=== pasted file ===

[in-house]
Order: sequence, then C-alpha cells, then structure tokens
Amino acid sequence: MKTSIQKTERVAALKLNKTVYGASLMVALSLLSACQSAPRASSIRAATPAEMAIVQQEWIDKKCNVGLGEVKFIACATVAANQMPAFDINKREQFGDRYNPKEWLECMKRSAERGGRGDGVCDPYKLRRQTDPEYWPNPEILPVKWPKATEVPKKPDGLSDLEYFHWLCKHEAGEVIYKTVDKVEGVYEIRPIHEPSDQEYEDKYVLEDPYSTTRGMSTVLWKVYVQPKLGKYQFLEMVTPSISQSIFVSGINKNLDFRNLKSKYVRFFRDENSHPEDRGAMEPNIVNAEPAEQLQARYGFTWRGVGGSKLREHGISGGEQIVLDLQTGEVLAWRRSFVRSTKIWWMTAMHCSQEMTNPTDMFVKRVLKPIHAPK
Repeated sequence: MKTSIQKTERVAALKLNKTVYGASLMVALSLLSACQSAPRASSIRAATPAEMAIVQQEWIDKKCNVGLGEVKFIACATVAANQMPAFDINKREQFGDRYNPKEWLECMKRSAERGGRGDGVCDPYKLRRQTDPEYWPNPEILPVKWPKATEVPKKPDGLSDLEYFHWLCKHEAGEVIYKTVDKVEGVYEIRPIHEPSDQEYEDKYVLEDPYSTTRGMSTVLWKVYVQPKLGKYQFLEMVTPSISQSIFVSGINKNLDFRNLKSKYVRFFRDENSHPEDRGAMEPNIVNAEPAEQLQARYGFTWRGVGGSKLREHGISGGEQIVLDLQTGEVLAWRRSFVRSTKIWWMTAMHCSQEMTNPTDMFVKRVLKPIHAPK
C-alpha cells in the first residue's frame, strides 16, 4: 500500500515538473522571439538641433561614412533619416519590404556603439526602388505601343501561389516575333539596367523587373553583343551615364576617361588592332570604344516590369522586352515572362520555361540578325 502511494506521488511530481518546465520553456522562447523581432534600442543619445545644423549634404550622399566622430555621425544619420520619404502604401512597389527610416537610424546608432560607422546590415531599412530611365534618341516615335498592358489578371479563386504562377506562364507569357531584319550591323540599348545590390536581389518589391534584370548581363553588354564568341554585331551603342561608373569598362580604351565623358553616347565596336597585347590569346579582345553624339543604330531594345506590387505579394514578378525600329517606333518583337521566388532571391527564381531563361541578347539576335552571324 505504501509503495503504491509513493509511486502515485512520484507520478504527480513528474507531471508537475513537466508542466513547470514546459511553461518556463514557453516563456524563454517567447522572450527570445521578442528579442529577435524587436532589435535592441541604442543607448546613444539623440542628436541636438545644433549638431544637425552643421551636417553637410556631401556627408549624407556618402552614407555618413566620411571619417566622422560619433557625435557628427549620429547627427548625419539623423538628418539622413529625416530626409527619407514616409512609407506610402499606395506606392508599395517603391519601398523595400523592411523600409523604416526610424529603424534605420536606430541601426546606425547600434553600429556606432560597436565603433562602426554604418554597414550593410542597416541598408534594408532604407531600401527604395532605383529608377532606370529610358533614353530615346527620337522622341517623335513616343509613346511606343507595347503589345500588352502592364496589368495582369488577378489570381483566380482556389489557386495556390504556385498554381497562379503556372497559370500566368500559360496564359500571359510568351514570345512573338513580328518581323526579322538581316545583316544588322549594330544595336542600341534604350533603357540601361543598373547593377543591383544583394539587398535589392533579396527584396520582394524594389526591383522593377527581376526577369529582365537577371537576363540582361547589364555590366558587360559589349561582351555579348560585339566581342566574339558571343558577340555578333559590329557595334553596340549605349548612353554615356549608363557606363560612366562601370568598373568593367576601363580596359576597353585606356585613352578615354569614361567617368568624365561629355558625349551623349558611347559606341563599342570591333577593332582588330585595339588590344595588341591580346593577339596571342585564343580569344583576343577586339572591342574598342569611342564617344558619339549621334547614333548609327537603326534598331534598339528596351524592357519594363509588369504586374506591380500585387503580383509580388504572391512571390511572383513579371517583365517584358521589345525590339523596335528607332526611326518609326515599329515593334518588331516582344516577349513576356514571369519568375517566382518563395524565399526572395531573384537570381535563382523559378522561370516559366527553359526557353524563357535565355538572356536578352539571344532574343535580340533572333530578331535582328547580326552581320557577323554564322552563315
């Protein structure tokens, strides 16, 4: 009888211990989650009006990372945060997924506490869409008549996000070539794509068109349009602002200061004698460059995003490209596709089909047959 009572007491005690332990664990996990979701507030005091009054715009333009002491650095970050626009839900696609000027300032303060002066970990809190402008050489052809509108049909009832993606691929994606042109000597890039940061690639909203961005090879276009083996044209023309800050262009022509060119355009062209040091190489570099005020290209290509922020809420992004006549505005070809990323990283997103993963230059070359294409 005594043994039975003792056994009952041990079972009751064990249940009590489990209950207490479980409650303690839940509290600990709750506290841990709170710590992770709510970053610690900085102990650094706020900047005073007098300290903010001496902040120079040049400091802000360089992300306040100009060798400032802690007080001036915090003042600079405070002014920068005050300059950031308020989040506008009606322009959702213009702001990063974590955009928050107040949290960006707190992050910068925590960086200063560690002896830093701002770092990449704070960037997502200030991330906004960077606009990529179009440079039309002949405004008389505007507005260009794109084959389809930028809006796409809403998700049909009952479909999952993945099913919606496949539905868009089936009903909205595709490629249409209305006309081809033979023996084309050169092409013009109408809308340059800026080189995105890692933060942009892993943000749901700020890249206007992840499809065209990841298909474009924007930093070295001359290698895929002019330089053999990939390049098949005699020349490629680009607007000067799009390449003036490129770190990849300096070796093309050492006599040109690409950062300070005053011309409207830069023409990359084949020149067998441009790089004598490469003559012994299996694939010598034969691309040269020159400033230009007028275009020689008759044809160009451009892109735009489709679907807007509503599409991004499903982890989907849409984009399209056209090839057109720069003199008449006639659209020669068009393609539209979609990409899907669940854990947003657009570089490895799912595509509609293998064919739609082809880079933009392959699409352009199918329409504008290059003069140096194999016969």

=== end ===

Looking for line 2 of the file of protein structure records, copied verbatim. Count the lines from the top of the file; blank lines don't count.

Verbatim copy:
Order: sequence, then C-alpha cells, then structure tokens